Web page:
These high levels of outcrossing and inter-population gene flow in H. fraxineus are cause for concern when considering the risks to forest ecosystems and forestry, as they indicate that any beneficial genotype arising through mutation, introgression from related fungi or from horizontal gene transfer (HGT) may spread rapidly within and between populations. This gives H. fraxineus a high evolutionary potential, even in comparison with other emerging infectious fungal diseases. As a result, this pathogen is unlikely to be long confined geographically by sub-optimal temperatures or competitors, and its prospects of survival and spread in the face of climate change are very fair. High evolutionary potential also raises the spectre of increased risk of the successful transition of H. fraxineus onto new hosts. The acquisition of a virulence gene allowing the fungus to attack additional hosts would be followed by the rapid spread of this new pathogenicity throughout the fungus’ range.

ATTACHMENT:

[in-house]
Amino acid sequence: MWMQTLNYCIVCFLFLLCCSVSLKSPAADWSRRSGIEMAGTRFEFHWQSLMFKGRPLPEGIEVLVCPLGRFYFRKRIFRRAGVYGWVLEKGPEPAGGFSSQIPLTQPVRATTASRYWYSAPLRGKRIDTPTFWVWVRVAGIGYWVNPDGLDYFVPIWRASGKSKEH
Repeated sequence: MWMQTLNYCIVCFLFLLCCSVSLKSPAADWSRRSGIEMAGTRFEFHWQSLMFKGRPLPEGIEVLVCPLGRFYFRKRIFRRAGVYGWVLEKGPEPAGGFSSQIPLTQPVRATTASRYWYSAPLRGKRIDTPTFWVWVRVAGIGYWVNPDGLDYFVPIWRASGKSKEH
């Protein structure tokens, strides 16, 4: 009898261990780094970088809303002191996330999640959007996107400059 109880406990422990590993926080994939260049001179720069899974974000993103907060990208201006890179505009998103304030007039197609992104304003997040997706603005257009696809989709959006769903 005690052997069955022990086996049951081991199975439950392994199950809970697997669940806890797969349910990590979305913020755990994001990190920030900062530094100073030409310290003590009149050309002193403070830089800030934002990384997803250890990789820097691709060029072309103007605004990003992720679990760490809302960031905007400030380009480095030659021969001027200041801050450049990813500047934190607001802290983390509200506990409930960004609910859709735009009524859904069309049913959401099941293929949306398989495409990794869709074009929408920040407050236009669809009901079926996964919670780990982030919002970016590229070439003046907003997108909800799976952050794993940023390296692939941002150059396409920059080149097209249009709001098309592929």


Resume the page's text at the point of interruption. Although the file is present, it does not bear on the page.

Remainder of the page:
Studies indicate that whilst H. fraxineus is unable to infect species of the Oleaceae outwith the genus Fraxinus38, it can grow on leaf-extract agar made from plants of various genera within this family, including the economically important Olea europaea39. H. fraxineus is already pathogenic towards a number of ash species in addition to its main host, F. excelsior2,4,26,40,41. Although H. fraxineus is not able to hybridise with H. albidus42, there are known to be sympatric species of Hymenoscyphus43,44,45 which may be potential hybridisation partners from which virulence and pathogenicity genes might be acquired; some of these strains also produce conidia. Worryingly, Japanese strains of H. fraxineus are more virulent on both F. excelsior and F. pennsylvanica than are European strains40, indicating that the global H. fraxineus population already contains additional virulence genes. In a world of globalised trade, travel and transport, it is only a matter of time until more virulent strains reach Europe. These risks mean that a full understanding of the breeding strategies of H. fraxineus and its close relatives is needed to protect ash in Europe.